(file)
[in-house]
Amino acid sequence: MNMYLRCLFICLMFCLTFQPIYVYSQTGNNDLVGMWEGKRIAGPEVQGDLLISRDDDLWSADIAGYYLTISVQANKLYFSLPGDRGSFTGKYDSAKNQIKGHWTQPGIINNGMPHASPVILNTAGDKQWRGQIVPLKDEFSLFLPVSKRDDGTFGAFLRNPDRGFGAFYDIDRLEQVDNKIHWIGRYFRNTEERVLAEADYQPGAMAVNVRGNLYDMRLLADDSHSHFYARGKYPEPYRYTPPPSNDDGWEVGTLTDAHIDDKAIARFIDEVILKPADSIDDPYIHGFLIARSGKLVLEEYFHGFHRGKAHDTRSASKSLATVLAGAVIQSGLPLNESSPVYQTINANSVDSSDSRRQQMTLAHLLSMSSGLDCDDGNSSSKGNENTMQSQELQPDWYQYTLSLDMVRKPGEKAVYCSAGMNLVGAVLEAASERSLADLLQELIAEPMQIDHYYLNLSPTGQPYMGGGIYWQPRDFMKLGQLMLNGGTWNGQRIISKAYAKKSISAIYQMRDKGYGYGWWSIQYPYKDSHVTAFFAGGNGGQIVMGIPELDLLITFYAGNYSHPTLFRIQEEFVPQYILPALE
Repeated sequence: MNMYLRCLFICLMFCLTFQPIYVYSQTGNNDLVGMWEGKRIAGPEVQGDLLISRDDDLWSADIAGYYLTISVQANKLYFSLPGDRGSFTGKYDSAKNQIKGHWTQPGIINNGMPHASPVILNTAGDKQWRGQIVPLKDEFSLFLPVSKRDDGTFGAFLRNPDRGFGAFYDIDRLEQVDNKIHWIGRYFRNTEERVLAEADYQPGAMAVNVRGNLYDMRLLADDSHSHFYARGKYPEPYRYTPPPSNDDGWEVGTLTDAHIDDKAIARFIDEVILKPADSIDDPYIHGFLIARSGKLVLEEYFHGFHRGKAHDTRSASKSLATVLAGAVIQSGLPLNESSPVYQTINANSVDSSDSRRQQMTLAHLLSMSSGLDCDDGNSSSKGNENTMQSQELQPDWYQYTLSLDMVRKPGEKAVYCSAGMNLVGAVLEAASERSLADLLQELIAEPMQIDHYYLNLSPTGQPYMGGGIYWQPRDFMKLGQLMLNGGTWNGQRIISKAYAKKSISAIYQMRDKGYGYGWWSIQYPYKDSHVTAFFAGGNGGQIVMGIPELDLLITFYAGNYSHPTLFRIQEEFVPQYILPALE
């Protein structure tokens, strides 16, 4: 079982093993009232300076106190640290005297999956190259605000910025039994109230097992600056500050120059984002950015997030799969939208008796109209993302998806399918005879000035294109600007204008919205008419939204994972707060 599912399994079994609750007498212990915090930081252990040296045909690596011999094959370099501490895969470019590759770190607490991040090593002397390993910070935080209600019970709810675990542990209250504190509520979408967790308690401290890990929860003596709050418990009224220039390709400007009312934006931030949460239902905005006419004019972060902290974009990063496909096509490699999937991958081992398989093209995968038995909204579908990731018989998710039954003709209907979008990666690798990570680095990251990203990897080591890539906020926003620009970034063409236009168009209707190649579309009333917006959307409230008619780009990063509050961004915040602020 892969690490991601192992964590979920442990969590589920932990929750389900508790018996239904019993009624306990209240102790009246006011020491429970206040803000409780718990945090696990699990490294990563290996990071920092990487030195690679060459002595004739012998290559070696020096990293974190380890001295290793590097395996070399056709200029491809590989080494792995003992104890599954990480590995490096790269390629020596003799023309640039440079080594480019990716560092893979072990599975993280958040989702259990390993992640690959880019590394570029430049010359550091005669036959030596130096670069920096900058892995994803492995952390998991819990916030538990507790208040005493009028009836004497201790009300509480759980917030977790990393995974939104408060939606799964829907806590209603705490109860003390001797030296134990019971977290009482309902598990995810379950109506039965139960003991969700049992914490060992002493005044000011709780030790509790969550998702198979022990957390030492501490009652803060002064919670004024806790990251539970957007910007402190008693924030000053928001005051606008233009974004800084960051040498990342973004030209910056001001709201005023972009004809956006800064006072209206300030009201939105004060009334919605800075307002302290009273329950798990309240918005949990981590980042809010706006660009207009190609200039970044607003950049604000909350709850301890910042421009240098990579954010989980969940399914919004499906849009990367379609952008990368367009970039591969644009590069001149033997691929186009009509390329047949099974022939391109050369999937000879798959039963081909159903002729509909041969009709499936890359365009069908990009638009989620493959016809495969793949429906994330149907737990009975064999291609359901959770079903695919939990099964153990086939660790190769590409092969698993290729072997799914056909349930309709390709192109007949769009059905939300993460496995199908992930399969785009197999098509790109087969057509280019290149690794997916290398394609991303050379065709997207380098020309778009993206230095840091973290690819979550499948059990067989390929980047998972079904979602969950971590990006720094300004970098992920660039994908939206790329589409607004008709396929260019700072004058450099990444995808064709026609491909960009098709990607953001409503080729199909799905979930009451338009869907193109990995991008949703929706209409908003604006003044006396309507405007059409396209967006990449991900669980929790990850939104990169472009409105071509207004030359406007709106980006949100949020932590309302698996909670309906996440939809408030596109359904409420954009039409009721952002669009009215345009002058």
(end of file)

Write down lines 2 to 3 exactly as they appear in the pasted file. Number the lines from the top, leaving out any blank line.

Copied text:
Amino acid sequence: MNMYLRCLFICLMFCLTFQPIYVYSQTGNNDLVGMWEGKRIAGPEVQGDLLISRDDDLWSADIAGYYLTISVQANKLYFSLPGDRGSFTGKYDSAKNQIKGHWTQPGIINNGMPHASPVILNTAGDKQWRGQIVPLKDEFSLFLPVSKRDDGTFGAFLRNPDRGFGAFYDIDRLEQVDNKIHWIGRYFRNTEERVLAEADYQPGAMAVNVRGNLYDMRLLADDSHSHFYARGKYPEPYRYTPPPSNDDGWEVGTLTDAHIDDKAIARFIDEVILKPADSIDDPYIHGFLIARSGKLVLEEYFHGFHRGKAHDTRSASKSLATVLAGAVIQSGLPLNESSPVYQTINANSVDSSDSRRQQMTLAHLLSMSSGLDCDDGNSSSKGNENTMQSQELQPDWYQYTLSLDMVRKPGEKAVYCSAGMNLVGAVLEAASERSLADLLQELIAEPMQIDHYYLNLSPTGQPYMGGGIYWQPRDFMKLGQLMLNGGTWNGQRIISKAYAKKSISAIYQMRDKGYGYGWWSIQYPYKDSHVTAFFAGGNGGQIVMGIPELDLLITFYAGNYSHPTLFRIQEEFVPQYILPALE
Repeated sequence: MNMYLRCLFICLMFCLTFQPIYVYSQTGNNDLVGMWEGKRIAGPEVQGDLLISRDDDLWSADIAGYYLTISVQANKLYFSLPGDRGSFTGKYDSAKNQIKGHWTQPGIINNGMPHASPVILNTAGDKQWRGQIVPLKDEFSLFLPVSKRDDGTFGAFLRNPDRGFGAFYDIDRLEQVDNKIHWIGRYFRNTEERVLAEADYQPGAMAVNVRGNLYDMRLLADDSHSHFYARGKYPEPYRYTPPPSNDDGWEVGTLTDAHIDDKAIARFIDEVILKPADSIDDPYIHGFLIARSGKLVLEEYFHGFHRGKAHDTRSASKSLATVLAGAVIQSGLPLNESSPVYQTINANSVDSSDSRRQQMTLAHLLSMSSGLDCDDGNSSSKGNENTMQSQELQPDWYQYTLSLDMVRKPGEKAVYCSAGMNLVGAVLEAASERSLADLLQELIAEPMQIDHYYLNLSPTGQPYMGGGIYWQPRDFMKLGQLMLNGGTWNGQRIISKAYAKKSISAIYQMRDKGYGYGWWSIQYPYKDSHVTAFFAGGNGGQIVMGIPELDLLITFYAGNYSHPTLFRIQEEFVPQYILPALE